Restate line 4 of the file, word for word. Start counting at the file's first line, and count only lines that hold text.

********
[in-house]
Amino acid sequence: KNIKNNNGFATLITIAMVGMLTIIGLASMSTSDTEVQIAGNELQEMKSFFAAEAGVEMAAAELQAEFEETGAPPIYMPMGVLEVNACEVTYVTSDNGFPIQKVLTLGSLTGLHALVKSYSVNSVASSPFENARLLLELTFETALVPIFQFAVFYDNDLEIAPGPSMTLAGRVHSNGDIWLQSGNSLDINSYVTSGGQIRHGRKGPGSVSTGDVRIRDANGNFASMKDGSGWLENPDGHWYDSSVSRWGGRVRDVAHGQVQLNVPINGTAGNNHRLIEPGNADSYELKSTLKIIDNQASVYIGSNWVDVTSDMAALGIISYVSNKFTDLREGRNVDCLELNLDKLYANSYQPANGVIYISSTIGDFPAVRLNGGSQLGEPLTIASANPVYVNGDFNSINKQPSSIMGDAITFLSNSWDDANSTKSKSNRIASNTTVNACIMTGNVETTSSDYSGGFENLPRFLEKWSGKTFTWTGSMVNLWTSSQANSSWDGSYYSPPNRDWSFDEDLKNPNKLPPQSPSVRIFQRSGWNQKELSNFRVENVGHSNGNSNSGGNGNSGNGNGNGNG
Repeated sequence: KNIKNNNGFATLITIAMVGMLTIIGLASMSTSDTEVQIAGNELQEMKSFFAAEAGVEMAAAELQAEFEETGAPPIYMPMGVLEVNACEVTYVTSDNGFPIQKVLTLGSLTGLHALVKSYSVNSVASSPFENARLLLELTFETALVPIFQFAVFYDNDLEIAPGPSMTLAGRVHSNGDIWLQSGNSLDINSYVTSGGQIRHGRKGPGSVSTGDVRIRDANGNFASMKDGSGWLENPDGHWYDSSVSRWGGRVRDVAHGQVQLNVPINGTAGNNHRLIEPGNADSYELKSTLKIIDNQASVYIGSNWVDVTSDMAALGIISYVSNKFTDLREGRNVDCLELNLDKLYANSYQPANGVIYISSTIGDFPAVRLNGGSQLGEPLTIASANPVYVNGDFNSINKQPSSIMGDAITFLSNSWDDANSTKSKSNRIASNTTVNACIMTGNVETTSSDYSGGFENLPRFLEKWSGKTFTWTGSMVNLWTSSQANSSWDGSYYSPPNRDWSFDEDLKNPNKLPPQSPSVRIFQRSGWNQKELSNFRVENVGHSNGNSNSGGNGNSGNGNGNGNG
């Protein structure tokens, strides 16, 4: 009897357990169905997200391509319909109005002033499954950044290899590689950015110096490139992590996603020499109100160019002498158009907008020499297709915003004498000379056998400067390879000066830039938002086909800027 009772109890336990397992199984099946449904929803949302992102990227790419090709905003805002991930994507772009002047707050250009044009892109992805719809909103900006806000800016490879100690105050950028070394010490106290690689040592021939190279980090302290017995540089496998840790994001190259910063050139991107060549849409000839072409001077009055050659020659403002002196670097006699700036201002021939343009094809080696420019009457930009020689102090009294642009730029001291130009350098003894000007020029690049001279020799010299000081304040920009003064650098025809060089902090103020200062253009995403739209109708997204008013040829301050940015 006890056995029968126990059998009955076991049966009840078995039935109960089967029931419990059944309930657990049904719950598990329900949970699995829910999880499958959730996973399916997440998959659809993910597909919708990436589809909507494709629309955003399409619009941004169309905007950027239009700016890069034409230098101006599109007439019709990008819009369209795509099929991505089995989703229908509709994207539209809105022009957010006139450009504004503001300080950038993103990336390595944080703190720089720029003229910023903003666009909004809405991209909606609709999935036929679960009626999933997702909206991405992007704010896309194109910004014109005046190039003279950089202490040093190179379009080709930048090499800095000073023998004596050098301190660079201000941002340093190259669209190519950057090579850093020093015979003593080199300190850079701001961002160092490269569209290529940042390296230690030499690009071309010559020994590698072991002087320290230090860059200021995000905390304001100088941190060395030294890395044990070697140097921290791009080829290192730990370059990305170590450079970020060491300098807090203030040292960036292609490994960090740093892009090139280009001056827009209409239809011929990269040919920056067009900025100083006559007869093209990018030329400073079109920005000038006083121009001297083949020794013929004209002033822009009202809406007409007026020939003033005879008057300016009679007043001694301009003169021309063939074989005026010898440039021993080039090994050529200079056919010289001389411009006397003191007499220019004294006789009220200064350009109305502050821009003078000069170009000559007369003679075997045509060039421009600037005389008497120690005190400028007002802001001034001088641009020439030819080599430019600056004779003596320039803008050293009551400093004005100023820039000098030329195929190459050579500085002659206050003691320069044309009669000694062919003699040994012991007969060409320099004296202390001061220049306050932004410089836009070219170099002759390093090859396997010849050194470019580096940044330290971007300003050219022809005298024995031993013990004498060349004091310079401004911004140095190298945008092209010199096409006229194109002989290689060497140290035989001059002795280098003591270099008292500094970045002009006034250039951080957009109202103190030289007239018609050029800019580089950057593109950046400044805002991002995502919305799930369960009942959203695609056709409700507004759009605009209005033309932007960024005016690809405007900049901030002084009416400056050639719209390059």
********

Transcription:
């Protein structure tokens, strides 16, 4: 009897357990169905997200391509319909109005002033499954950044290899590689950015110096490139992590996603020499109100160019002498158009907008020499297709915003004498000379056998400067390879000066830039938002086909800027 009772109890336990397992199984099946449904929803949302992102990227790419090709905003805002991930994507772009002047707050250009044009892109992805719809909103900006806000800016490879100690105050950028070394010490106290690689040592021939190279980090302290017995540089496998840790994001190259910063050139991107060549849409000839072409001077009055050659020659403002002196670097006699700036201002021939343009094809080696420019009457930009020689102090009294642009730029001291130009350098003894000007020029690049001279020799010299000081304040920009003064650098025809060089902090103020200062253009995403739209109708997204008013040829301050940015 006890056995029968126990059998009955076991049966009840078995039935109960089967029931419990059944309930657990049904719950598990329900949970699995829910999880499958959730996973399916997440998959659809993910597909919708990436589809909507494709629309955003399409619009941004169309905007950027239009700016890069034409230098101006599109007439019709990008819009369209795509099929991505089995989703229908509709994207539209809105022009957010006139450009504004503001300080950038993103990336390595944080703190720089720029003229910023903003666009909004809405991209909606609709999935036929679960009626999933997702909206991405992007704010896309194109910004014109005046190039003279950089202490040093190179379009080709930048090499800095000073023998004596050098301190660079201000941002340093190259669209190519950057090579850093020093015979003593080199300190850079701001961002160092490269569209290529940042390296230690030499690009071309010559020994590698072991002087320290230090860059200021995000905390304001100088941190060395030294890395044990070697140097921290791009080829290192730990370059990305170590450079970020060491300098807090203030040292960036292609490994960090740093892009090139280009001056827009209409239809011929990269040919920056067009900025100083006559007869093209990018030329400073079109920005000038006083121009001297083949020794013929004209002033822009009202809406007409007026020939003033005879008057300016009679007043001694301009003169021309063939074989005026010898440039021993080039090994050529200079056919010289001389411009006397003191007499220019004294006789009220200064350009109305502050821009003078000069170009000559007369003679075997045509060039421009600037005389008497120690005190400028007002802001001034001088641009020439030819080599430019600056004779003596320039803008050293009551400093004005100023820039000098030329195929190459050579500085002659206050003691320069044309009669000694062919003699040994012991007969060409320099004296202390001061220049306050932004410089836009070219170099002759390093090859396997010849050194470019580096940044330290971007300003050219022809005298024995031993013990004498060349004091310079401004911004140095190298945008092209010199096409006229194109002989290689060497140290035989001059002795280098003591270099008292500094970045002009006034250039951080957009109202103190030289007239018609050029800019580089950057593109950046400044805002991002995502919305799930369960009942959203695609056709409700507004759009605009209005033309932007960024005016690809405007900049901030002084009416400056050639719209390059």